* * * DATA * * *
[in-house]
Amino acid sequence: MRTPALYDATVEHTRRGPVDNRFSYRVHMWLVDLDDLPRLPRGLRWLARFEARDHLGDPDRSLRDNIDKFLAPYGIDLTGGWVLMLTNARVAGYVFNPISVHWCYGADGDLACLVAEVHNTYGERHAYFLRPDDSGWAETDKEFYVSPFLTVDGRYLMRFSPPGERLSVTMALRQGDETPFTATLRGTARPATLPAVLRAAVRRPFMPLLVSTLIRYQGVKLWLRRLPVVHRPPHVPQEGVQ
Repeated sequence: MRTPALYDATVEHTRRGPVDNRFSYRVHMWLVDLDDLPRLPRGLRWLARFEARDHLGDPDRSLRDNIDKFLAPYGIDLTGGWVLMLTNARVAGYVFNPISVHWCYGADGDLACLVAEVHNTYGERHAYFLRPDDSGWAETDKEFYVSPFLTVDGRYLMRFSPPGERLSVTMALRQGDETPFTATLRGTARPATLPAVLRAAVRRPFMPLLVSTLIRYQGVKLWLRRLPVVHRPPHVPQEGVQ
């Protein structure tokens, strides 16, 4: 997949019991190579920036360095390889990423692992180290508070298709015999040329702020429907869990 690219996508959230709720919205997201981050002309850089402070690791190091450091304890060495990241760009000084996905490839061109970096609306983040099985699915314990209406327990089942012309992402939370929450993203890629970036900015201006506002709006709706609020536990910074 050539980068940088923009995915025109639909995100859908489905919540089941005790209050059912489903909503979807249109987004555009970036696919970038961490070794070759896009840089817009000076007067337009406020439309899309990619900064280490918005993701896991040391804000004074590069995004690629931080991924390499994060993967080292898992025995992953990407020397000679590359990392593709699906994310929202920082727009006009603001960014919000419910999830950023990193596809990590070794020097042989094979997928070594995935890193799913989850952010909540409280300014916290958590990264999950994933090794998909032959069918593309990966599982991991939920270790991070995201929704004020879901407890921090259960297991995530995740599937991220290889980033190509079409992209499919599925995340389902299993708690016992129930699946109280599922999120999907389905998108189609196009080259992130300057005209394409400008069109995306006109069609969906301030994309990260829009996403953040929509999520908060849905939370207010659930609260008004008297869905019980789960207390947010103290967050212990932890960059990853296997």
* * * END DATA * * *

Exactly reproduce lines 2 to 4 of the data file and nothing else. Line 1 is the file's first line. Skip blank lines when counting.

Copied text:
Amino acid sequence: MRTPALYDATVEHTRRGPVDNRFSYRVHMWLVDLDDLPRLPRGLRWLARFEARDHLGDPDRSLRDNIDKFLAPYGIDLTGGWVLMLTNARVAGYVFNPISVHWCYGADGDLACLVAEVHNTYGERHAYFLRPDDSGWAETDKEFYVSPFLTVDGRYLMRFSPPGERLSVTMALRQGDETPFTATLRGTARPATLPAVLRAAVRRPFMPLLVSTLIRYQGVKLWLRRLPVVHRPPHVPQEGVQ
Repeated sequence: MRTPALYDATVEHTRRGPVDNRFSYRVHMWLVDLDDLPRLPRGLRWLARFEARDHLGDPDRSLRDNIDKFLAPYGIDLTGGWVLMLTNARVAGYVFNPISVHWCYGADGDLACLVAEVHNTYGERHAYFLRPDDSGWAETDKEFYVSPFLTVDGRYLMRFSPPGERLSVTMALRQGDETPFTATLRGTARPATLPAVLRAAVRRPFMPLLVSTLIRYQGVKLWLRRLPVVHRPPHVPQEGVQ
């Protein structure tokens, strides 16, 4: 997949019991190579920036360095390889990423692992180290508070298709015999040329702020429907869990 690219996508959230709720919205997201981050002309850089402070690791190091450091304890060495990241760009000084996905490839061109970096609306983040099985699915314990209406327990089942012309992402939370929450993203890629970036900015201006506002709006709706609020536990910074 050539980068940088923009995915025109639909995100859908489905919540089941005790209050059912489903909503979807249109987004555009970036696919970038961490070794070759896009840089817009000076007067337009406020439309899309990619900064280490918005993701896991040391804000004074590069995004690629931080991924390499994060993967080292898992025995992953990407020397000679590359990392593709699906994310929202920082727009006009603001960014919000419910999830950023990193596809990590070794020097042989094979997928070594995935890193799913989850952010909540409280300014916290958590990264999950994933090794998909032959069918593309990966599982991991939920270790991070995201929704004020879901407890921090259960297991995530995740599937991220290889980033190509079409992209499919599925995340389902299993708690016992129930699946109280599922999120999907389905998108189609196009080259992130300057005209394409400008069109995306006109069609969906301030994309990260829009996403953040929509999520908060849905939370207010659930609260008004008297869905019980789960207390947010103290967050212990932890960059990853296997």